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Lakes - Bear Valley

Big Bear Lake

Boulder Bay, Big Bear Lake

Elevation: 6,752'
Area: 6.425 miČ

The History of Big Bear Lake

Big Bear Lake, nestled in the San Bernardino Mountains of Southern California, boasts a rich history that intertwines the lives of Native Americans, European explorers, gold miners, ranchers, and modern-day tourists. This picturesque region has evolved from a serene natural habitat to a bustling recreational destination, all while preserving its unique heritage and natural beauty.

Native American Roots

Long before European settlers set foot in the area, the Serrano Indians inhabited the region they called "Yuhaviat," meaning "Pine Place." The Serrano tribe lived in harmony with the land, utilizing its resources for sustenance and cultural practices. Their deep connection to the region laid the foundation for Big Bear Lake's historical significance.

Exploration and Early Settlement

The mid-19th century marked the arrival of European explorers, drawn by the allure of California's Gold Rush. In 1845, Benjamin Wilson, also known as "Don Benito," led an expedition into the valley. Wilson's group, primarily focused on trapping grizzly bears, left a lasting mark by naming the area Big Bear Valley due to the abundance of bears they encountered. This marked the beginning of the region's transformation as settlers and ranchers soon followed, attracted by the valley's fertile grazing lands.

Development of the Lake

The construction of the original Bear Valley Dam in 1884 by civil engineer Frank E. Brown was a pivotal moment in Big Bear Lake's history. Built to supply water to the burgeoning Redlands area, the dam created the first iteration of Big Bear Lake. Though initially small, the lake began to attract visitors seeking the tranquility and recreational opportunities it offered.

Expansion and Recreation

The early 20th century saw a surge in tourism as more people discovered the area's natural beauty and recreational potential. Activities such as fishing, boating, and hunting drew visitors, and the demand for infrastructure grew. Recognizing the need for better water management and increased capacity, a new, larger dam was constructed between 1911 and 1912, significantly expanding the lake.

World War II and Post-War Era

During World War II, Big Bear Lake served as a training ground for military pilots, thanks to its clear skies and secluded location. This period added a unique chapter to the lake's history, as the area contributed to the war effort. Following the war, the region experienced a boom in development, with ski resorts, lodges, and vacation homes emerging to cater to the growing number of visitors. Big Bear Lake evolved into a year-round destination, offering skiing and snowboarding in winter and boating, fishing, and hiking in summer.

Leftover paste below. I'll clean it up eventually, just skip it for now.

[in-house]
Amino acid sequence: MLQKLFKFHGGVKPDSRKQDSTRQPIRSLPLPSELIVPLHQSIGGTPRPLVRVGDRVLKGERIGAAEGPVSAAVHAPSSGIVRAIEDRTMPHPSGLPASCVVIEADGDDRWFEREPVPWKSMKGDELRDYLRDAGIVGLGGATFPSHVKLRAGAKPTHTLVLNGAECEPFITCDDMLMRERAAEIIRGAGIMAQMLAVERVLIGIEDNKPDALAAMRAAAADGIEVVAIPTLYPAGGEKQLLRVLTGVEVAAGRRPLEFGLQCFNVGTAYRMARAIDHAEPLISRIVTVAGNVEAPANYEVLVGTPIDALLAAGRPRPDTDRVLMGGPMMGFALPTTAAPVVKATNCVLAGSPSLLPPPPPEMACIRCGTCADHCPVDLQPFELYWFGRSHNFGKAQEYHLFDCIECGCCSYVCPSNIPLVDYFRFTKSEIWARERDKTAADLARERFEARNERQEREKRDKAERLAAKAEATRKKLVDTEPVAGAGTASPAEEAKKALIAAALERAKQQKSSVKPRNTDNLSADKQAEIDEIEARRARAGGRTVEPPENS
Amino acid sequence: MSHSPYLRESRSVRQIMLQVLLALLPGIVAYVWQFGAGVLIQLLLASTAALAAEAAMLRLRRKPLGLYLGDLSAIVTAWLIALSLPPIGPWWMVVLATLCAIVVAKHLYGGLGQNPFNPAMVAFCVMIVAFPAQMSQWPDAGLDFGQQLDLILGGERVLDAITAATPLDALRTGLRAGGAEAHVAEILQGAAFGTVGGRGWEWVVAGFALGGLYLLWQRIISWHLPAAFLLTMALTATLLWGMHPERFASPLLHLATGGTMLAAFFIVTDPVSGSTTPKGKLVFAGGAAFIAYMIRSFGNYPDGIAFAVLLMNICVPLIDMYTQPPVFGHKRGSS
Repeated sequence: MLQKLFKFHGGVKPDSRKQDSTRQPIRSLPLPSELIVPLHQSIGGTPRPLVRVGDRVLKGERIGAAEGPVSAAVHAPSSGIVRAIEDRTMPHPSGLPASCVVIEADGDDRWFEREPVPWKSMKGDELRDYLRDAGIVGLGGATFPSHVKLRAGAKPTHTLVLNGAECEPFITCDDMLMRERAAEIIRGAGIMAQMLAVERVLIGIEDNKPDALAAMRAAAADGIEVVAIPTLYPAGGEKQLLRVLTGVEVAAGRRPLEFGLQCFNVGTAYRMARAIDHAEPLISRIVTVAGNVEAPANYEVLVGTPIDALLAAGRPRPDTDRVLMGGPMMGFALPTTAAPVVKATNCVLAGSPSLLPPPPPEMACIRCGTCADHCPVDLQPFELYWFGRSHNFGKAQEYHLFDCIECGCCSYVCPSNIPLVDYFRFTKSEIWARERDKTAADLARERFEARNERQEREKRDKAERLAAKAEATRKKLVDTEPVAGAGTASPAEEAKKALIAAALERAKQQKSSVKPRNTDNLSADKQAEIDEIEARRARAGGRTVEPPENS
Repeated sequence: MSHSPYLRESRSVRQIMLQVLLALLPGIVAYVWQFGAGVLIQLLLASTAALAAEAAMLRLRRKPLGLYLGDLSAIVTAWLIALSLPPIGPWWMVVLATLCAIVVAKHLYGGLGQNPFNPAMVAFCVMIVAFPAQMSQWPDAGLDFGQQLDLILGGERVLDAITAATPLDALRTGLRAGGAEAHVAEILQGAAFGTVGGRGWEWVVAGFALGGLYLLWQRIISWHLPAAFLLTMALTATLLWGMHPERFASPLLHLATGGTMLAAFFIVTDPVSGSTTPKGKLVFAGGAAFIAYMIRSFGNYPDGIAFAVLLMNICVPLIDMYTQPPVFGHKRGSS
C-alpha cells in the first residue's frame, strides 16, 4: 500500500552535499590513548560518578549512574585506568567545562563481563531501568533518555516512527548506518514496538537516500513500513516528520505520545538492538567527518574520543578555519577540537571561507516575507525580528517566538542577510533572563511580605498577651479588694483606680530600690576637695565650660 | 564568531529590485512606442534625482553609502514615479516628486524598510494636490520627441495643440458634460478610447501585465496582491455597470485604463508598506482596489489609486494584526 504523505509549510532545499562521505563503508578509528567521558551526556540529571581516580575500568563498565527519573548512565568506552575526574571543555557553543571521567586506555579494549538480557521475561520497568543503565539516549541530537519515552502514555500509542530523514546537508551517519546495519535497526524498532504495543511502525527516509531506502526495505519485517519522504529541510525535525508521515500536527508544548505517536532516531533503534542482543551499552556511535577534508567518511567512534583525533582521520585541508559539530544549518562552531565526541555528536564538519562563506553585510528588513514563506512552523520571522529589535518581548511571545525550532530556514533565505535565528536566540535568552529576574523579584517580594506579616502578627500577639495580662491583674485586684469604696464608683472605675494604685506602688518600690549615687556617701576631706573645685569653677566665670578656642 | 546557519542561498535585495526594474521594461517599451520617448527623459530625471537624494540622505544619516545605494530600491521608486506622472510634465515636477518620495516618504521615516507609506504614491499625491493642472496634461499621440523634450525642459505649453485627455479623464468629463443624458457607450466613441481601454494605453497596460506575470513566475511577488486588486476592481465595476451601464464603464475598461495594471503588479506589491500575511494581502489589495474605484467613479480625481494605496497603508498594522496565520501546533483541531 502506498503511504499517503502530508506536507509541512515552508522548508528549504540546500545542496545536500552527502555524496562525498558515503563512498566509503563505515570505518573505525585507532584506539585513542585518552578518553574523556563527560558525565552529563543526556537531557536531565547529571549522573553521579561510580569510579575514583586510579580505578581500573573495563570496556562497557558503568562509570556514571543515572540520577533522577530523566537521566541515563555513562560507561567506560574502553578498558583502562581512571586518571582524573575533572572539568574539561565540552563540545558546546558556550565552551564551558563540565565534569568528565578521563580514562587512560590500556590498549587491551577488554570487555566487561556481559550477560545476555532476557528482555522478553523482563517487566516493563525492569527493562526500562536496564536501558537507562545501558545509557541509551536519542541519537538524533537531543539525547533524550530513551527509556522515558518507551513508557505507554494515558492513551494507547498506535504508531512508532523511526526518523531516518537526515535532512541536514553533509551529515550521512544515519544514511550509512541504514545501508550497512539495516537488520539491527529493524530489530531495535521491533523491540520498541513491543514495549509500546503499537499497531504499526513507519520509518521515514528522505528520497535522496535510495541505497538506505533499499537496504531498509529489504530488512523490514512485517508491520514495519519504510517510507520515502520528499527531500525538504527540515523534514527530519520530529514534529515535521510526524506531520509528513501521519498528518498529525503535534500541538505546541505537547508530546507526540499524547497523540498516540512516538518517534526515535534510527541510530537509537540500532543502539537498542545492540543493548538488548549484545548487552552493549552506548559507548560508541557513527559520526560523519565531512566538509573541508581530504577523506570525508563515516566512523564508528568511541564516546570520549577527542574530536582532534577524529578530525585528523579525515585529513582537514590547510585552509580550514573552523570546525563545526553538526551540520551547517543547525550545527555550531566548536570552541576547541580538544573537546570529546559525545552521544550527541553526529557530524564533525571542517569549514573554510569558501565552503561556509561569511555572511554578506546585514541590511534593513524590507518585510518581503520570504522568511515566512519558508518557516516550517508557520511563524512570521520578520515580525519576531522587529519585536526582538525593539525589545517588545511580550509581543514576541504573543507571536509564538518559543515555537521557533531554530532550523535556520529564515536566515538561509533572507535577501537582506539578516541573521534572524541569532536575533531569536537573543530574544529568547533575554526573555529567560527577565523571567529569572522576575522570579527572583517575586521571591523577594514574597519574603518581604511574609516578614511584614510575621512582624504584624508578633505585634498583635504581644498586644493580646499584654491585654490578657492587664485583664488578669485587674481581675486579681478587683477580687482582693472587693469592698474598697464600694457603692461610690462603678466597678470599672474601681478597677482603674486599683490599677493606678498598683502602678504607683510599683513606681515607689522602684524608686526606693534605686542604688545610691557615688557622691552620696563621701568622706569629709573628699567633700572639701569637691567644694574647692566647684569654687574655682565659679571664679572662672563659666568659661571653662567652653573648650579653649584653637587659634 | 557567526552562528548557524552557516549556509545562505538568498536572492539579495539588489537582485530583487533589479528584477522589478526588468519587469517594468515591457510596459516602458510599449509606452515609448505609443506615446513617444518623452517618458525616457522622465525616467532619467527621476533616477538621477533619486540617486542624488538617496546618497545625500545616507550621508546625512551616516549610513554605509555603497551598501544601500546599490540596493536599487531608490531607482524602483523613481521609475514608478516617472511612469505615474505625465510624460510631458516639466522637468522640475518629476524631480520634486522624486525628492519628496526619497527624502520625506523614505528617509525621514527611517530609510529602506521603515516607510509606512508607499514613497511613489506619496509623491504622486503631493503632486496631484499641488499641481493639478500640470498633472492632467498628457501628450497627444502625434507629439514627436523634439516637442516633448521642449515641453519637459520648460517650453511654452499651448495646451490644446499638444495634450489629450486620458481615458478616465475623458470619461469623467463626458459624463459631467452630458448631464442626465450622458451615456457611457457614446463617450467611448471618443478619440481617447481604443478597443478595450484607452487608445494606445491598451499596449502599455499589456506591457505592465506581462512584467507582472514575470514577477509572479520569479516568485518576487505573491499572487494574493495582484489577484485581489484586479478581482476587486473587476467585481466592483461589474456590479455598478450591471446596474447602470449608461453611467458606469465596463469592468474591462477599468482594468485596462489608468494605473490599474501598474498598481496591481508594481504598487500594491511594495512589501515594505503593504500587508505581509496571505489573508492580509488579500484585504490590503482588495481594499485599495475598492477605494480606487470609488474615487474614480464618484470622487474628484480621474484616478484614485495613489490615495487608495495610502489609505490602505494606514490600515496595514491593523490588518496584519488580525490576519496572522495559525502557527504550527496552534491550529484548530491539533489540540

Cultural and Environmental Significance

Big Bear Lake's cultural significance extends to its role as a filming location for movies and television shows, capitalizing on its stunning landscapes. Additionally, the Big Bear Valley Historical Society preserves the area's rich heritage through a museum showcasing artifacts and stories from its diverse past.

Efforts to protect and preserve the natural environment have been paramount. The Big Bear Discovery Center plays a crucial role in educating the public about conservation efforts and the importance of maintaining the region's ecological balance.


From its early days as a Native American homeland and a grizzly bear hunting ground to its current status as a premier recreational hub, Big Bear Lake's history is a testament to its enduring allure and resilience. The lake's blend of natural splendor, historical depth, and recreational diversity continues to captivate and inspire all who visit its shores. This historical journey of Big Bear Lake highlights the intricate tapestry of nature and human endeavor, making it a cherished destination in Southern California.

Aerial tour

Big Bear Lake Shoreline

Big Bear Lake from Boat

Big Bear Lake Dam

Dam Keeper's House

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These items are historical in scope and are intended for educational purposes only; they are not meant as an aid for travel planning.
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